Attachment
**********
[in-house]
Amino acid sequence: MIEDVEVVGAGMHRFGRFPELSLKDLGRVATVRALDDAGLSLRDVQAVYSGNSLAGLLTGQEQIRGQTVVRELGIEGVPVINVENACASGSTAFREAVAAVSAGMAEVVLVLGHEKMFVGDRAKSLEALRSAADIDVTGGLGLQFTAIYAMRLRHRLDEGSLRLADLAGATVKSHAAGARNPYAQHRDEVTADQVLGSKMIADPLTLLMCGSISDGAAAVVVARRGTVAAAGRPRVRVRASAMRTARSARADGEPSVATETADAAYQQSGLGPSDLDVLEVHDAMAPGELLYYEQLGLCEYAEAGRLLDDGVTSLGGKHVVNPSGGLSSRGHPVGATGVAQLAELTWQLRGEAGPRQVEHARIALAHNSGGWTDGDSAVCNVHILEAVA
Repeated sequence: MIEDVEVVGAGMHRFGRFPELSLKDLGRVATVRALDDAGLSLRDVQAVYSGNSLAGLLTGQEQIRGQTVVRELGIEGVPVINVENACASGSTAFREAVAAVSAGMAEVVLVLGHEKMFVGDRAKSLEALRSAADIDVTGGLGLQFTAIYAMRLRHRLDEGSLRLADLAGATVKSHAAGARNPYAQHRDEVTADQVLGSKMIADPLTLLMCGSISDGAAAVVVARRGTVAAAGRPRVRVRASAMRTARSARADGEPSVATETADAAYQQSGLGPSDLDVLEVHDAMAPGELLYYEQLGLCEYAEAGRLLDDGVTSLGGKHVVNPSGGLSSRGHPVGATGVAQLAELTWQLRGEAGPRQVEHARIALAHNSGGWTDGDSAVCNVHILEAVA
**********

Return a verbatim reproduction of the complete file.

[in-house]
Amino acid sequence: MIEDVEVVGAGMHRFGRFPELSLKDLGRVATVRALDDAGLSLRDVQAVYSGNSLAGLLTGQEQIRGQTVVRELGIEGVPVINVENACASGSTAFREAVAAVSAGMAEVVLVLGHEKMFVGDRAKSLEALRSAADIDVTGGLGLQFTAIYAMRLRHRLDEGSLRLADLAGATVKSHAAGARNPYAQHRDEVTADQVLGSKMIADPLTLLMCGSISDGAAAVVVARRGTVAAAGRPRVRVRASAMRTARSARADGEPSVATETADAAYQQSGLGPSDLDVLEVHDAMAPGELLYYEQLGLCEYAEAGRLLDDGVTSLGGKHVVNPSGGLSSRGHPVGATGVAQLAELTWQLRGEAGPRQVEHARIALAHNSGGWTDGDSAVCNVHILEAVA
Repeated sequence: MIEDVEVVGAGMHRFGRFPELSLKDLGRVATVRALDDAGLSLRDVQAVYSGNSLAGLLTGQEQIRGQTVVRELGIEGVPVINVENACASGSTAFREAVAAVSAGMAEVVLVLGHEKMFVGDRAKSLEALRSAADIDVTGGLGLQFTAIYAMRLRHRLDEGSLRLADLAGATVKSHAAGARNPYAQHRDEVTADQVLGSKMIADPLTLLMCGSISDGAAAVVVARRGTVAAAGRPRVRVRASAMRTARSARADGEPSVATETADAAYQQSGLGPSDLDVLEVHDAMAPGELLYYEQLGLCEYAEAGRLLDDGVTSLGGKHVVNPSGGLSSRGHPVGATGVAQLAELTWQLRGEAGPRQVEHARIALAHNSGGWTDGDSAVCNVHILEAVA